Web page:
Tax professionals have long been a crucial aspect of every country fiscal regulation and compliance. The role of tax professionals cannot be undermined, they are an important cog in the tax ecosystem. For the proper functioning of a tax system taxpayers need to be advised and because of the complexity and intricacies of the tax law it is certainly difficult for taxpayers to discharge tax obligations on their own. Besides this, the tax offices open doors to taxpayers who are illiterate, low-income, or elderly and these need to be assisted. The balance must however be struck between having people who should be allowed to assist as agents and their profession standing because the danger of not regulating is that those mandated with the roles of agents may inflict more harm to the society than good due to self-interest. Thus, an important function of the regulation of tax advisors is to help strike an appropriate balance between loyalty to the system and loyalty to the client. It ensures that taxpayers and the revenue authorities are protected from unscrupulous members of the society who may masquerade as professional experts, yet they lack they the necessary qualification or professional standing.
To this end, the recent gazettion by the government of the law which will regulate the taxpayers’ agents is a huge milestone in the development of our tax system. For many years, tax agents have been a mix of individuals from registered professional bodies such as lawyers, accountants, and economists with a significant number of them being nonregulated individuals who were not governed by any institutional regulations or oversight. Because of the lack of regulation, an environment of unskilled and unqualified persons attracted poor-quality advice with no repercussion. With the coming of the new law which requires tax agents to meet stricter requirements hence attracting higher standards when providing services to clients, there is hope but not guarantee that bad apples will be unearthed within our tax system. Why we speak of hope is because regulation on its own without necessary surveillance and strict examination does not guarantee good ethical conduct or tax morality, otherwise the tax practice will remain a market of lemons where one can enter and exit at will even with a high school certificate. The Public Accountants Auditors Body (PAAB), the Revenue Authorities and the examination bodies have therefore roles to play.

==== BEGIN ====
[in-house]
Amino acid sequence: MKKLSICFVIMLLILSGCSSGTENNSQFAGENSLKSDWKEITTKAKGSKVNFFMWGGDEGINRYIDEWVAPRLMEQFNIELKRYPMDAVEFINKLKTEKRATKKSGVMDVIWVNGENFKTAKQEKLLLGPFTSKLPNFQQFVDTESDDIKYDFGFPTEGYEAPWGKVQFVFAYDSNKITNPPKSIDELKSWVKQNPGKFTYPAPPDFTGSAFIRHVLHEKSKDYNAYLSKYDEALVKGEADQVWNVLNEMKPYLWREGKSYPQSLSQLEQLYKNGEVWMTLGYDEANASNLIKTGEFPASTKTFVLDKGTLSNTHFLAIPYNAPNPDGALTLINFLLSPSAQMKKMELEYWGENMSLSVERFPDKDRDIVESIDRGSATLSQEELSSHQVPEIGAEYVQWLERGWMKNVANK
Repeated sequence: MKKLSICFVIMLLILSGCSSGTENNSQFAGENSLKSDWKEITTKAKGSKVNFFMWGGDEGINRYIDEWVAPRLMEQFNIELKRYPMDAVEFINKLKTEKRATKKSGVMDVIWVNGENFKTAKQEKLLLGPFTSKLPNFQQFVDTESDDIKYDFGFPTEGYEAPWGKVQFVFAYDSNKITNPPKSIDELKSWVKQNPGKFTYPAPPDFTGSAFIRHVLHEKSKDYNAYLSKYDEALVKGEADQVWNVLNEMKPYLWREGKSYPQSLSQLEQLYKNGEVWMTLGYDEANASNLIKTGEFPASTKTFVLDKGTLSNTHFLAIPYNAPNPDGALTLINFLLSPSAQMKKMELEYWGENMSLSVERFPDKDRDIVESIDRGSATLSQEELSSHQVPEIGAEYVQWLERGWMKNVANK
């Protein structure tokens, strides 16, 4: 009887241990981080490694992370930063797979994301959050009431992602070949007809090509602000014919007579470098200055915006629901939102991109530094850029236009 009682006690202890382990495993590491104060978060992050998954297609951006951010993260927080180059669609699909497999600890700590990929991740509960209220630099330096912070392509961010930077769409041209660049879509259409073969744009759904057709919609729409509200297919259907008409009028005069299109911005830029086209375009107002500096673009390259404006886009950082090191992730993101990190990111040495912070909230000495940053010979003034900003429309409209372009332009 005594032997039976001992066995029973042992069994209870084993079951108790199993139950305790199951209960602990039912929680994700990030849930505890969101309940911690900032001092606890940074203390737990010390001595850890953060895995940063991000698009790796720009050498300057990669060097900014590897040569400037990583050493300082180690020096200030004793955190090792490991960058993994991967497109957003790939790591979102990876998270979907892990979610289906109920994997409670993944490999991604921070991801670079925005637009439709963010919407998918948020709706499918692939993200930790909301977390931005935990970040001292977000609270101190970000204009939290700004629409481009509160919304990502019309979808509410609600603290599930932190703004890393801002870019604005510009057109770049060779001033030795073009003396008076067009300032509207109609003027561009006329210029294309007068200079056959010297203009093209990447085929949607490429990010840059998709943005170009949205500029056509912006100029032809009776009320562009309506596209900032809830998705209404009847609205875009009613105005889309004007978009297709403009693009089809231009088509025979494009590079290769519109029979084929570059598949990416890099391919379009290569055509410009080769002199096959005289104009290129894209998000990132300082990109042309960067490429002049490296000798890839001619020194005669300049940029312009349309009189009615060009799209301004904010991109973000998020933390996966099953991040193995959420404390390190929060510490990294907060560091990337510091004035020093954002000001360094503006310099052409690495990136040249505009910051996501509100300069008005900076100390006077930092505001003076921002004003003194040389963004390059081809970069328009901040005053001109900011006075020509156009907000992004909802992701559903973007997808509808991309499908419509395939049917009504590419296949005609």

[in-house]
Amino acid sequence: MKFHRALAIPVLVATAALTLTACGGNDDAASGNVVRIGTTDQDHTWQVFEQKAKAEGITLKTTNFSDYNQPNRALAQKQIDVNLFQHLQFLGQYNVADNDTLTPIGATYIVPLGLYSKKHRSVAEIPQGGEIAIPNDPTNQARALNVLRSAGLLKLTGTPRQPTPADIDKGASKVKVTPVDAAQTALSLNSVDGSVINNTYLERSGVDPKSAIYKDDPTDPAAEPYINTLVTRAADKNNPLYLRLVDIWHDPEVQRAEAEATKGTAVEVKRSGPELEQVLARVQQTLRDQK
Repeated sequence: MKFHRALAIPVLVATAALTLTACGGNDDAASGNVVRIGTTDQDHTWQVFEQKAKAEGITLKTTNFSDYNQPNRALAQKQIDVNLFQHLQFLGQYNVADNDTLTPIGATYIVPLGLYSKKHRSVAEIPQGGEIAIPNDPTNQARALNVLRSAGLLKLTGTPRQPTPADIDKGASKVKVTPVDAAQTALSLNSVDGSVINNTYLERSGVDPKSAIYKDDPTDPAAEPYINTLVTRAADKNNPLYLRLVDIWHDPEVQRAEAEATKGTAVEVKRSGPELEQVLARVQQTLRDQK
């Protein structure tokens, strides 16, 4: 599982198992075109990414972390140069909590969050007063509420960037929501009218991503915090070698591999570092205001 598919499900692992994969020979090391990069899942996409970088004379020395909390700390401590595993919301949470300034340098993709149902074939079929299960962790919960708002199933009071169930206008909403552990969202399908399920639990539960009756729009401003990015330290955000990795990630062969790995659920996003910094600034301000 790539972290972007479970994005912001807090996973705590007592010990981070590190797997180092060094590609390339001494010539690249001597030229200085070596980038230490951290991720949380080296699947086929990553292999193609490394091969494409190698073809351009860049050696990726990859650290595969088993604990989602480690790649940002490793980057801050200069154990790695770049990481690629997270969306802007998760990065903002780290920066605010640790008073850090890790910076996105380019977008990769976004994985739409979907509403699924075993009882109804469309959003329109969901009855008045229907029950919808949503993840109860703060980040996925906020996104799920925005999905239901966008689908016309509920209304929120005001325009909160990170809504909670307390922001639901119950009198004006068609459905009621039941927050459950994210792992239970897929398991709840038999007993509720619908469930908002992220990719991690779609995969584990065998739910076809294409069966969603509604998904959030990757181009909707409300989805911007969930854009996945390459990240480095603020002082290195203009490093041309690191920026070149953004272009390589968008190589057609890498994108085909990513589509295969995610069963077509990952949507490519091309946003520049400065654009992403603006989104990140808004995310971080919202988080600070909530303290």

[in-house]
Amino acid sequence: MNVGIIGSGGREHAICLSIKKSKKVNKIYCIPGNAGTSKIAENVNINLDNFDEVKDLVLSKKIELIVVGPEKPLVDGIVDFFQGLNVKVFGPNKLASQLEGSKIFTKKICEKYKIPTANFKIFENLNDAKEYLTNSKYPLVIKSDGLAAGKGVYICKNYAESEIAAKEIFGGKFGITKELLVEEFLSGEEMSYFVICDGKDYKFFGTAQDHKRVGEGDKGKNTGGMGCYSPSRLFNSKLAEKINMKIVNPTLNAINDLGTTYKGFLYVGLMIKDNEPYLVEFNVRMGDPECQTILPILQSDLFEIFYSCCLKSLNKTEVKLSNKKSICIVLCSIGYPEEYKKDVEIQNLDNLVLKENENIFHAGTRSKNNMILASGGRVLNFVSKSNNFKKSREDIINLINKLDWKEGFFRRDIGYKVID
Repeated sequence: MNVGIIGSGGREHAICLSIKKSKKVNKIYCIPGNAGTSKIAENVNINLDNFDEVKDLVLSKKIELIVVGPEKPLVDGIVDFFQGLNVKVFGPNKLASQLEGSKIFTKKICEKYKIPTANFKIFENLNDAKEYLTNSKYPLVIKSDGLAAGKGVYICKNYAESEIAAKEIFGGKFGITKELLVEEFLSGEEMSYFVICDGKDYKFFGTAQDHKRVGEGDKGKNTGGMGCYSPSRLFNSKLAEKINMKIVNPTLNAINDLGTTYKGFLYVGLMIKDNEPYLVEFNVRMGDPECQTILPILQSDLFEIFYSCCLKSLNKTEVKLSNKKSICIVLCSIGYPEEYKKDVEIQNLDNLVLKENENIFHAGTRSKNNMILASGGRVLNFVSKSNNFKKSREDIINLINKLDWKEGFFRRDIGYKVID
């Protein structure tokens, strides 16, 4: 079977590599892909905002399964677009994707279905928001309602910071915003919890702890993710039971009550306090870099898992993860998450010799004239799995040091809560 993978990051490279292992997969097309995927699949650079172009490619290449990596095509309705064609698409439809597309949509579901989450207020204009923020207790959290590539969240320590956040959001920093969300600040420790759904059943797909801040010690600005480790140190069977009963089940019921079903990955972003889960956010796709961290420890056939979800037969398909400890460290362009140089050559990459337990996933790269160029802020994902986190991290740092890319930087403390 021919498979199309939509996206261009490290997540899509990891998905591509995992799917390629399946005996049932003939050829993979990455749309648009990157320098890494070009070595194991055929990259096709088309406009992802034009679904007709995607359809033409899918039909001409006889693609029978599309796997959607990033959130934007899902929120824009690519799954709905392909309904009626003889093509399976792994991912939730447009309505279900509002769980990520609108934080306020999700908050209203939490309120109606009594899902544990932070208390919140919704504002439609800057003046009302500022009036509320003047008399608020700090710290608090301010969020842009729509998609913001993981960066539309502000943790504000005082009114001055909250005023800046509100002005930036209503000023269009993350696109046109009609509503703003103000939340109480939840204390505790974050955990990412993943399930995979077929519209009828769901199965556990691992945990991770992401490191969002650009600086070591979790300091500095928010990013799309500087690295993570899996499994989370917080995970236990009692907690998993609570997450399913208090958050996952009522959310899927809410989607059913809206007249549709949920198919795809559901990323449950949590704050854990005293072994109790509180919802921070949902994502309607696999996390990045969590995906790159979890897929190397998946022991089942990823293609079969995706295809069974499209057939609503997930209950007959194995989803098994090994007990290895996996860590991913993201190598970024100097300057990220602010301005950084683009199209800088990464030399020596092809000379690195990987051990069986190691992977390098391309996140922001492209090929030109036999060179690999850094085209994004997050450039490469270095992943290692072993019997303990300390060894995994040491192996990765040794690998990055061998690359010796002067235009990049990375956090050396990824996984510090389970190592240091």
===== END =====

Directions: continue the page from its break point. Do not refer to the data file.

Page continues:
In terms of the law, all tax agents are required to register with the Commissioner General of the Zimbabwe Revenue Authority as the licensing authority. To be registered, an individual must belong to or be subject to the jurisdiction of a professional body, and have completed a course in basic bookkeeping principles, or have one year of relevant experience in the field of accountancy or taxation and have no record of criminal convictions in any court of law. In the case of a company or partnership or trust; a certified copy of its constitutive documents should be produced; all executive directors and partners, managers and employees who will be authorised to act on behalf of the tax agent must be registered as a tax agent. The Zimbabwe Revenue Authority will handle the registration process through the Commissioner or his designee. The registration process must be initiated by submitting Form DTF 190 to any Zimbabwe Revenue Authority office. ZIMRA will react to the application within 30 days, either approving and advancing with licensing or denying it and explaining giving reasons why. If a person is dissatisfied with ZIMRA’s decision, he or she may file an appeal under Section 10 of the Revenue Authority Act. If a practicing certificate is obtained, it is valid for two years and must be renewed 30 days before it expires. During practice, if a person violates the law or the laws of practice, such as engaging in fraud or theft, among other things, the license can be revoked or cancelled. ZIMRA has been given the authority to operate as the general institution in charge of agents in Zimbabwe. The Act was declared in effect 13 (thirteen) days after publication, making an effective date of July 20, 2023.